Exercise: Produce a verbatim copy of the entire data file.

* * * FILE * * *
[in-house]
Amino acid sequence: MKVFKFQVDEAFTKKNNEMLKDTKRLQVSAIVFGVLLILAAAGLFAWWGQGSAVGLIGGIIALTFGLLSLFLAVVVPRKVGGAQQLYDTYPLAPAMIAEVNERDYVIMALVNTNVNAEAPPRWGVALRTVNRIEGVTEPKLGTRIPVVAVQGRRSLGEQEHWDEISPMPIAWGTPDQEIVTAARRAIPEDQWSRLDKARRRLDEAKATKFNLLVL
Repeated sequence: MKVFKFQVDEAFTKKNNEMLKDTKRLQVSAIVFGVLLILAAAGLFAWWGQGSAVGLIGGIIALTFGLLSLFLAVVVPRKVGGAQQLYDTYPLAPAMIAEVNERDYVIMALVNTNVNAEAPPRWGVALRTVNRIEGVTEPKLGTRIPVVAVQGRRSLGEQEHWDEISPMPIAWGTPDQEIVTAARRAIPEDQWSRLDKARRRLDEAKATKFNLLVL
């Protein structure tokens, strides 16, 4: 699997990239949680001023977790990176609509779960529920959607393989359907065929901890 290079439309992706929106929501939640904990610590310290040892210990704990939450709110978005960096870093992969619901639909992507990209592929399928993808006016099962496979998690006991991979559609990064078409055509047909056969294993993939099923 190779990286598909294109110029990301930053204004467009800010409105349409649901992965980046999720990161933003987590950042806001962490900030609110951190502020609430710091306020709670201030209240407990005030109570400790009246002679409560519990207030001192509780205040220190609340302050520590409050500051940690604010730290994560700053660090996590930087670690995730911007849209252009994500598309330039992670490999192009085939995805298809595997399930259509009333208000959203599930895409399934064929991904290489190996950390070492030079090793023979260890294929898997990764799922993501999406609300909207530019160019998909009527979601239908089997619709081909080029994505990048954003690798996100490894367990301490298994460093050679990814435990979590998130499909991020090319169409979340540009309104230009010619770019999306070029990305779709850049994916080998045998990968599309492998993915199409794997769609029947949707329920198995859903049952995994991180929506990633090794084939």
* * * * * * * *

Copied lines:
[in-house]
Amino acid sequence: MKVFKFQVDEAFTKKNNEMLKDTKRLQVSAIVFGVLLILAAAGLFAWWGQGSAVGLIGGIIALTFGLLSLFLAVVVPRKVGGAQQLYDTYPLAPAMIAEVNERDYVIMALVNTNVNAEAPPRWGVALRTVNRIEGVTEPKLGTRIPVVAVQGRRSLGEQEHWDEISPMPIAWGTPDQEIVTAARRAIPEDQWSRLDKARRRLDEAKATKFNLLVL
Repeated sequence: MKVFKFQVDEAFTKKNNEMLKDTKRLQVSAIVFGVLLILAAAGLFAWWGQGSAVGLIGGIIALTFGLLSLFLAVVVPRKVGGAQQLYDTYPLAPAMIAEVNERDYVIMALVNTNVNAEAPPRWGVALRTVNRIEGVTEPKLGTRIPVVAVQGRRSLGEQEHWDEISPMPIAWGTPDQEIVTAARRAIPEDQWSRLDKARRRLDEAKATKFNLLVL
């Protein structure tokens, strides 16, 4: 699997990239949680001023977790990176609509779960529920959607393989359907065929901890 290079439309992706929106929501939640904990610590310290040892210990704990939450709110978005960096870093992969619901639909992507990209592929399928993808006016099962496979998690006991991979559609990064078409055509047909056969294993993939099923 190779990286598909294109110029990301930053204004467009800010409105349409649901992965980046999720990161933003987590950042806001962490900030609110951190502020609430710091306020709670201030209240407990005030109570400790009246002679409560519990207030001192509780205040220190609340302050520590409050500051940690604010730290994560700053660090996590930087670690995730911007849209252009994500598309330039992670490999192009085939995805298809595997399930259509009333208000959203599930895409399934064929991904290489190996950390070492030079090793023979260890294929898997990764799922993501999406609300909207530019160019998909009527979601239908089997619709081909080029994505990048954003690798996100490894367990301490298994460093050679990814435990979590998130499909991020090319169409979340540009309104230009010619770019999306070029990305779709850049994916080998045998990968599309492998993915199409794997769609029947949707329920198995859903049952995994991180929506990633090794084939």